In such circumstances, Russia’s best option may be this. In the next ninety days, Putin announces, with a straight face despite its obvious falsity, that the Kremlin has achieved its objectives. Accordingly, he has ordered all offensive military operations halted, demands Ukraine do the same, and calls for immediate ceasefire negotiations to establish an agreed line-of-control between the forces. Putin will have to grit his teeth to do this, but he knows that a cease fire will give Russia time, years perhaps, to rebuild its military, restore its economy, and perhaps reabsorb more pliant, weaker parts of the Russian empire, from Belarus to Central Asia. 

Moscow will be calculating that it can catch Kyiv unaware. Obviously and understandably, Zelensky, left to his own devices, would flatly reject halting the conflict with Russia still holding perhaps 25 per cent of Ukraine’s territory. He knows full well that any purported “cease-fire line” could become the new Russia-Ukraine border. Unfortunately, Zelensky may not be in a position to give a “Snake Island” response. 

Without a prior agreed-upon diplomatic strategy with Nato, optimally from now forward, Zelensky is vulnerable to political weakness in the United States and key European Union members, which Putin knows and is prepared to exploit. Winter is coming, as they say. Germany and much of Europe are deeply concerned about Russia’s considerable leverage over their energy supplies. And, let’s be honest, many Western Europeans are tired of this war. Continuing economic turbulence, whether inflation, recession or both, only reinforces the angst that, in just 6-9 months, this has become an “endless war” that needs ending. Proclaiming the need for humanitarian relief in war-torn Ukraine, they would seize the chance of a “cease fire” to return to pre-February 24 relations with Russia.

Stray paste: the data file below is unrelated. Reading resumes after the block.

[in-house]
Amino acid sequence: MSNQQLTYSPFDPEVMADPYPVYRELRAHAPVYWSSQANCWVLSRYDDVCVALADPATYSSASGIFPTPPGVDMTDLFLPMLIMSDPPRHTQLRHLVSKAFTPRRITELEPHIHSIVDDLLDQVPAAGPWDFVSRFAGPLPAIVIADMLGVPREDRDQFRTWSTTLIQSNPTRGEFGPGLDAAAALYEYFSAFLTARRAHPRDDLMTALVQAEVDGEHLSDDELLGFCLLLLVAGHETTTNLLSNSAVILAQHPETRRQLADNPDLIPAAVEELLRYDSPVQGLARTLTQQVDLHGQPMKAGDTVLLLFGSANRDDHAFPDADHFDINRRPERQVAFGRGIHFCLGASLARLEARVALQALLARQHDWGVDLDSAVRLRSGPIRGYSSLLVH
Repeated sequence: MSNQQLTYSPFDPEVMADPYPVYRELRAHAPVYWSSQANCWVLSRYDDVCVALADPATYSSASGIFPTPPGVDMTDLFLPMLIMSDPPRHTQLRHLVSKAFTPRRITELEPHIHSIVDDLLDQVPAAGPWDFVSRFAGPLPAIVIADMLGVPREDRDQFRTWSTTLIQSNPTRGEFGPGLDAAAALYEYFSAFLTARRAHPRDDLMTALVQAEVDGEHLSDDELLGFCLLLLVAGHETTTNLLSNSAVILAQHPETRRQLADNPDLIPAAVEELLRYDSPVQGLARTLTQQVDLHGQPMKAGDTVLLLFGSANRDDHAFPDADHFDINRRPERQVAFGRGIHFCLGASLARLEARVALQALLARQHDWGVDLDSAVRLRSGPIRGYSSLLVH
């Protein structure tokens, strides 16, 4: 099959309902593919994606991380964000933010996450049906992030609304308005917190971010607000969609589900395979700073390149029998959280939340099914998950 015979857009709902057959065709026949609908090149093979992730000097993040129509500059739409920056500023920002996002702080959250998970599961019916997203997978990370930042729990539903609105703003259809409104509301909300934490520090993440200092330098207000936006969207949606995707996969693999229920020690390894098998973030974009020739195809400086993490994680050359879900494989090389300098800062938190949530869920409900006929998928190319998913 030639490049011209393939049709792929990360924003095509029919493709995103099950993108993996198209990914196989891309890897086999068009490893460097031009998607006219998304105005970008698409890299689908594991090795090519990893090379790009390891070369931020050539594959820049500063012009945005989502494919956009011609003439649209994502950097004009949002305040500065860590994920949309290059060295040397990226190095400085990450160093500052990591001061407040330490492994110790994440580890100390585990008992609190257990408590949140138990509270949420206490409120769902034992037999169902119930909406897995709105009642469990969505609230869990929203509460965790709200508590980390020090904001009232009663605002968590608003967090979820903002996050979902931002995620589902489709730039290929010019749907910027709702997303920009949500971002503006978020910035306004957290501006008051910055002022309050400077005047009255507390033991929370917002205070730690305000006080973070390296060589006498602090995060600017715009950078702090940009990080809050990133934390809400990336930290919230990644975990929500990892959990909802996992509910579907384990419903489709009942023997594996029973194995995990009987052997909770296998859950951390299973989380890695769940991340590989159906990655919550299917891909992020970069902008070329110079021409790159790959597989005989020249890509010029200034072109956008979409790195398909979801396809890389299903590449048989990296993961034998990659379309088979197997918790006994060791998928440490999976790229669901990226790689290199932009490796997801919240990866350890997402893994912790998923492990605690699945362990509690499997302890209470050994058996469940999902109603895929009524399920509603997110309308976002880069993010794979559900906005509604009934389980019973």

Ukraine and Nato need diplomatic agreement now against this pre-emptive Russian ploy, which may rapidly gain the initiative regardless of battlefield developments. Indeed, in the coming weeks, Russia’s inclination to spring a “cease fire in place” will increase as its prospects for substantial further military gains recede. 

The most important element of a Western counter-strategy will be to make clear at once that all sanctions against Russia will remain in place until the full withdrawal of Russian forces from Ukraine’s territory. Eliminating the sanctions is central to any Russian expectation of reviving its economy and military, thereby to reinitiate hostilities at some future point. If sanctions looked to be effectively permanent until full Ukrainian sovereignty was restored, Putin’s gambit would fall at the first hurdle. Many other issues, including reparations, prisoners of war and accountability also need resolving, but the key point is to stop Russia from consolidating its territorial gains through a scam, unilateral “ceasefire”. 

Will France and Germany agree to such a counter-strategy? Will Biden be so weak before the November elections that he will jump at the chance for a diplomatic “win” to enhance Democratic prospects on November 8? Achieving real Nato unity on a hardline political stance against Russian efforts to split the West and leave Ukraine in peril will require considerable heavy lifting. Now is the time to start, and underlines why a new government in London, as resolute on Ukraine as Boris Johnson, is so critical.